In its efforts to make its natural gas supply independent of Russia, the European Union is counting on cooperation between Egypt and Israel, among other things.

Commission President Ursula von der Leyen was present in Cairo on Wednesday when Energy Commissioner Kadri Simson, Egyptian Oil Minister Tarek El-Molla and Israeli Energy Minister Karine Elharrar signed a memorandum of understanding.

It is planned that natural gas produced by Israel will be pumped to the Egyptian Mediterranean coast and liquefied in the plants there.

It will then be shipped to the EU.

Christian Meier

Political correspondent for the Middle East and Northeast Africa.

  • Follow I follow

The agreement is "a big step forward in Europe's energy supply," praised von der Leyen.

At the same time, she spoke of a "first step on the way to a Mediterranean-wide agreement".

Elharrar said in a "historic moment, little Israel has become a significant player in the global energy market."

According to an estimate by the Israeli TV channel 12, natural gas exports to the EU could bring the state almost 280 million euros a year.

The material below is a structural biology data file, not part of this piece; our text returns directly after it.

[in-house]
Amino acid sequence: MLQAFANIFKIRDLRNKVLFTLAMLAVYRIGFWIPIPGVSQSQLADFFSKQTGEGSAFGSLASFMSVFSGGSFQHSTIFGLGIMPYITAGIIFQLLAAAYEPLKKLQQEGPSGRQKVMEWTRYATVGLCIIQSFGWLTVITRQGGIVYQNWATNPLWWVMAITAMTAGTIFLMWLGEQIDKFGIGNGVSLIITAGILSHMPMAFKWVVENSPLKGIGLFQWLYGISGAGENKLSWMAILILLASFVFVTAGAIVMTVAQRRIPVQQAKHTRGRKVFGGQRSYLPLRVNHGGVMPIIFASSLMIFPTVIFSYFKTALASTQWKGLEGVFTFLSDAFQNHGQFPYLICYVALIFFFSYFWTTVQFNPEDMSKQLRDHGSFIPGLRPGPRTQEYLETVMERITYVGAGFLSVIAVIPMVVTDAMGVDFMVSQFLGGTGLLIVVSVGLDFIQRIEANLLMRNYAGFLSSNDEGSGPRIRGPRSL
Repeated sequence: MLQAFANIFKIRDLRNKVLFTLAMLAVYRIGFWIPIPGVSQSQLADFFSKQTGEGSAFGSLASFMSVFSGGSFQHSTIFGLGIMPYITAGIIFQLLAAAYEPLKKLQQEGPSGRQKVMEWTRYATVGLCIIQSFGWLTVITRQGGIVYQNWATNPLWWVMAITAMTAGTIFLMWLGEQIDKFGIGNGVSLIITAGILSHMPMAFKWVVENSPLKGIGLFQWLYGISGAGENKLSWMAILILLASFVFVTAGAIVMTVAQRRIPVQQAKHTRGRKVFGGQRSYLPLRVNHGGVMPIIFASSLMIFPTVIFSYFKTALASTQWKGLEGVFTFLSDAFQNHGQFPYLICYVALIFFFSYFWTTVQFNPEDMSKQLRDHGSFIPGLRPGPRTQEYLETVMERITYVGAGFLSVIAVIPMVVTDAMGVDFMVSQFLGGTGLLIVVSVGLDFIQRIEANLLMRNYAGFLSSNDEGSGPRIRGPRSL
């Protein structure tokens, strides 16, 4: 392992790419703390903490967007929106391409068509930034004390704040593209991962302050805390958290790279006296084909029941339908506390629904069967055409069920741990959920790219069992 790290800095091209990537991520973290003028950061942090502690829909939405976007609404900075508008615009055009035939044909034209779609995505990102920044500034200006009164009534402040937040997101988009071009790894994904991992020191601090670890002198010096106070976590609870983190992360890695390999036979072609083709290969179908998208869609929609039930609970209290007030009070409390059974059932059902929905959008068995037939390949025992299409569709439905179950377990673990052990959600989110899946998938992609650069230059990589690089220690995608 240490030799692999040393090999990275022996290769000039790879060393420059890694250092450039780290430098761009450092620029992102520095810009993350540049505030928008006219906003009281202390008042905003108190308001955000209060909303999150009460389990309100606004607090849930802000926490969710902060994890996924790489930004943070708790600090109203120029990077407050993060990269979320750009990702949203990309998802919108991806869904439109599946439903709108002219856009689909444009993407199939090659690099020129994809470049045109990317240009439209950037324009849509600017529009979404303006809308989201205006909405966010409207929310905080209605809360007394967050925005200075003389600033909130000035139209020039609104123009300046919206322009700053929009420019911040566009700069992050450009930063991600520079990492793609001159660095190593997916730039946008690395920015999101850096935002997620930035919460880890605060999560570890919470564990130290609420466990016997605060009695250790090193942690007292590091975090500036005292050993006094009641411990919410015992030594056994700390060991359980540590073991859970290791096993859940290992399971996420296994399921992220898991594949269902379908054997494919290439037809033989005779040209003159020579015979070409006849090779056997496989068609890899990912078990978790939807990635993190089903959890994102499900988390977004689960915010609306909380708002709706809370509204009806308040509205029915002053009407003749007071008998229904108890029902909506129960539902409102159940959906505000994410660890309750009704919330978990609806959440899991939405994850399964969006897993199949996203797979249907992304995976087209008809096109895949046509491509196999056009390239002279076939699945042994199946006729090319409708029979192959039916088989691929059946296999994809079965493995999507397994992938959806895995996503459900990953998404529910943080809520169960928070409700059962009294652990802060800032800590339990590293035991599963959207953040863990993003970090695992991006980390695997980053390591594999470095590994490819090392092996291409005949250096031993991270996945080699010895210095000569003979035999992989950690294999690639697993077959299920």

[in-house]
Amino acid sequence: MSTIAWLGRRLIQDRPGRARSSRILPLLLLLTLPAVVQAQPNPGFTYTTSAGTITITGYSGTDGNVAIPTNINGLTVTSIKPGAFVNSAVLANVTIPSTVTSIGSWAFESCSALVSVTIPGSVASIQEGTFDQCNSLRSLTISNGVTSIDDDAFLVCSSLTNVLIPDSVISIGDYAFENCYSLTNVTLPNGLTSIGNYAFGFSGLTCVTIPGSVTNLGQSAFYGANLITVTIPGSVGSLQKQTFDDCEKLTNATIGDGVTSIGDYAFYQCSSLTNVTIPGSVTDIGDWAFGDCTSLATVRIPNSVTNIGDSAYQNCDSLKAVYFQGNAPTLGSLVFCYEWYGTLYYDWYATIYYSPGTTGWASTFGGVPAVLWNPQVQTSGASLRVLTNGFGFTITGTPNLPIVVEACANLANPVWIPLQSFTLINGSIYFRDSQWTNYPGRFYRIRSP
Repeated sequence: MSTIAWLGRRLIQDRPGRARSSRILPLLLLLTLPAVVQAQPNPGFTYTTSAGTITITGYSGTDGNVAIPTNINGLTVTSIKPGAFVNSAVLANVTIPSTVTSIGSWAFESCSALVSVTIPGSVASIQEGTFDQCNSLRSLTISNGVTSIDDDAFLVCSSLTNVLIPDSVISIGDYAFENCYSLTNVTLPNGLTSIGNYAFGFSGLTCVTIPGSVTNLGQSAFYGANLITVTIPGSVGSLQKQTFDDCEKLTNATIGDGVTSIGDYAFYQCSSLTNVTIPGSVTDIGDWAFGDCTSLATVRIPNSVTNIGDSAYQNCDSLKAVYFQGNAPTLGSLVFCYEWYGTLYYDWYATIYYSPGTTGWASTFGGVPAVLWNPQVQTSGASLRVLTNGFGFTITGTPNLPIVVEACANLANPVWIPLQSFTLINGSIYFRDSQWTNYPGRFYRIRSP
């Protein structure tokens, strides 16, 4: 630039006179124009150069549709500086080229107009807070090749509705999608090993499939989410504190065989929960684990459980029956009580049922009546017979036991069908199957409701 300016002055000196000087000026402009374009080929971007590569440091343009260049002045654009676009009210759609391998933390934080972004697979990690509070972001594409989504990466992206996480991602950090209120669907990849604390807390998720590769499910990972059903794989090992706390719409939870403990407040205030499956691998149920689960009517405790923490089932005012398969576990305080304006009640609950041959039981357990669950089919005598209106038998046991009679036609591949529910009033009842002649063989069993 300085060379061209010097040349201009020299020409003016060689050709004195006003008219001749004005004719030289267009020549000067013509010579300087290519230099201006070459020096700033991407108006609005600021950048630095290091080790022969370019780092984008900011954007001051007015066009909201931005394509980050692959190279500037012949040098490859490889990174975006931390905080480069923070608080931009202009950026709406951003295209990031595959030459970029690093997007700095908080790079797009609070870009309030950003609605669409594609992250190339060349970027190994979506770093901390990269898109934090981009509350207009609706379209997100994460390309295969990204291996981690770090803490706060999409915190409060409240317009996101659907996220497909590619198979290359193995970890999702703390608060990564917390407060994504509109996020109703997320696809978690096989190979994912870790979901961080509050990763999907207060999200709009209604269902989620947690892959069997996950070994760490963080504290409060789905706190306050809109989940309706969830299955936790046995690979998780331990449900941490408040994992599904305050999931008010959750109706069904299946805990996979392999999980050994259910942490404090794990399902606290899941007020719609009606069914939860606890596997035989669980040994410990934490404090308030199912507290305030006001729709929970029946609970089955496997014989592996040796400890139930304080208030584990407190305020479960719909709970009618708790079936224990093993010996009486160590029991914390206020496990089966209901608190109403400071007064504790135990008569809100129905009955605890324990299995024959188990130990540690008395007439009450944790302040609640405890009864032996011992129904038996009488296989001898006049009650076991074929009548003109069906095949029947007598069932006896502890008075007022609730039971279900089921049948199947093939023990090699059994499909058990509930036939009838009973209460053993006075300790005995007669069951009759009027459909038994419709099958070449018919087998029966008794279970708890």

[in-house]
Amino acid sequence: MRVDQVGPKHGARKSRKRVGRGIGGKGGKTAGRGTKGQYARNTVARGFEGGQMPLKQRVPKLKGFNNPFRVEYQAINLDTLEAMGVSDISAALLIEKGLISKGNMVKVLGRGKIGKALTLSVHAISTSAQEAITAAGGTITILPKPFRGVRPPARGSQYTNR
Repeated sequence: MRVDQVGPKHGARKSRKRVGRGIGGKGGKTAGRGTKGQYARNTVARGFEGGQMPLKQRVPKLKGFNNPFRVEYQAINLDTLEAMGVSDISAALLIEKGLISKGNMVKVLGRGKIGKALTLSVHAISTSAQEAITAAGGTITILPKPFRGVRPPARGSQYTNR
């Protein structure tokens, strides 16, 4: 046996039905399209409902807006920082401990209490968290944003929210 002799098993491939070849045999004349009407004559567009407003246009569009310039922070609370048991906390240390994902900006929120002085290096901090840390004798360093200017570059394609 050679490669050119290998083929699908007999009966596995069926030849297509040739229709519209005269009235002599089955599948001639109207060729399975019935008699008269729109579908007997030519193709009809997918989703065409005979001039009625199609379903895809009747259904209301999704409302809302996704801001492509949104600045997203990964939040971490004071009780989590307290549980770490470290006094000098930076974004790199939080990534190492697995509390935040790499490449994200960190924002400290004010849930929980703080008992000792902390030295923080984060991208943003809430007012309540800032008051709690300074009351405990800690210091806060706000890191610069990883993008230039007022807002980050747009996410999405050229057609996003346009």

There are large deposits of natural gas off the coast of Israel and neighboring countries.

So far, however, Israel has not exported any gas to Europe;

there are no such pipelines, nor does Israel have liquefaction facilities.

Egypt, which has such facilities, aspires to become the regional hub for natural gas.

The EU wants to reduce the Russian share of its gas supply, which was about 40 percent before the start of the Ukraine war, by two-thirds this year.

At a meeting with Elharrar in Israel on Monday evening, von der Leyen said she hoped deliveries could begin before winter.

At a press conference with Egyptian President Abd al-Fattah al-Sisi on Wednesday in Cairo, she also emphasized that the "energies of the future" are renewable energies.

The EU and Egypt want to cooperate in this area.

The European-Egyptian-Israeli memorandum of understanding also referred to environmental concerns and stated that all parties involved wanted to work to reduce climate-damaging methane emissions.